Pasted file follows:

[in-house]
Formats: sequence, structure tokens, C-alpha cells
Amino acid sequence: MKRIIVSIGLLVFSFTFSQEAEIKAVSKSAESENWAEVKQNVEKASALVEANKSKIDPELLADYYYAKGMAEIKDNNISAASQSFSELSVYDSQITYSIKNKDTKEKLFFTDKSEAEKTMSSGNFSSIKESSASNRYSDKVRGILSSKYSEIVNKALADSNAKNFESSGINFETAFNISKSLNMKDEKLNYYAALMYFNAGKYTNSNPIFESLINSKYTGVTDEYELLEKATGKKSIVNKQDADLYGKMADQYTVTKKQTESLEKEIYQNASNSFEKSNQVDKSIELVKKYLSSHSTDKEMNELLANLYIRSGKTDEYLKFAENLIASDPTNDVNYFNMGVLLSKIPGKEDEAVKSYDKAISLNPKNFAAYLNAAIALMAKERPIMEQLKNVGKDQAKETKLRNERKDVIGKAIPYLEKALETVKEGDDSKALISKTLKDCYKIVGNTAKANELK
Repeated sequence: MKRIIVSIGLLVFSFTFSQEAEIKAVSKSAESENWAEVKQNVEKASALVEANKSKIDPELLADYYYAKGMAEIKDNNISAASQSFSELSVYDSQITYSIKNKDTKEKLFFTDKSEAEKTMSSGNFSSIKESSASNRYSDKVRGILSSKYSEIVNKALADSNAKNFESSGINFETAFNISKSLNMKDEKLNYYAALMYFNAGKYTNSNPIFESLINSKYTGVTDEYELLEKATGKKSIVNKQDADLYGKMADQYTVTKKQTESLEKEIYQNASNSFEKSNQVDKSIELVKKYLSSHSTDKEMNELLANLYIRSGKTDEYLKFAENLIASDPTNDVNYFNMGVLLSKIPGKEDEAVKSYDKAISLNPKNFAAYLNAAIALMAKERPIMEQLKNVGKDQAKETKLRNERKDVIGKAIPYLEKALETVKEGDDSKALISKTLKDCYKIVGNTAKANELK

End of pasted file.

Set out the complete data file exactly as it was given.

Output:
[in-house]
Formats: sequence, structure tokens, C-alpha cells
Amino acid sequence: MKRIIVSIGLLVFSFTFSQEAEIKAVSKSAESENWAEVKQNVEKASALVEANKSKIDPELLADYYYAKGMAEIKDNNISAASQSFSELSVYDSQITYSIKNKDTKEKLFFTDKSEAEKTMSSGNFSSIKESSASNRYSDKVRGILSSKYSEIVNKALADSNAKNFESSGINFETAFNISKSLNMKDEKLNYYAALMYFNAGKYTNSNPIFESLINSKYTGVTDEYELLEKATGKKSIVNKQDADLYGKMADQYTVTKKQTESLEKEIYQNASNSFEKSNQVDKSIELVKKYLSSHSTDKEMNELLANLYIRSGKTDEYLKFAENLIASDPTNDVNYFNMGVLLSKIPGKEDEAVKSYDKAISLNPKNFAAYLNAAIALMAKERPIMEQLKNVGKDQAKETKLRNERKDVIGKAIPYLEKALETVKEGDDSKALISKTLKDCYKIVGNTAKANELK
Repeated sequence: MKRIIVSIGLLVFSFTFSQEAEIKAVSKSAESENWAEVKQNVEKASALVEANKSKIDPELLADYYYAKGMAEIKDNNISAASQSFSELSVYDSQITYSIKNKDTKEKLFFTDKSEAEKTMSSGNFSSIKESSASNRYSDKVRGILSSKYSEIVNKALADSNAKNFESSGINFETAFNISKSLNMKDEKLNYYAALMYFNAGKYTNSNPIFESLINSKYTGVTDEYELLEKATGKKSIVNKQDADLYGKMADQYTVTKKQTESLEKEIYQNASNSFEKSNQVDKSIELVKKYLSSHSTDKEMNELLANLYIRSGKTDEYLKFAENLIASDPTNDVNYFNMGVLLSKIPGKEDEAVKSYDKAISLNPKNFAAYLNAAIALMAKERPIMEQLKNVGKDQAKETKLRNERKDVIGKAIPYLEKALETVKEGDDSKALISKTLKDCYKIVGNTAKANELK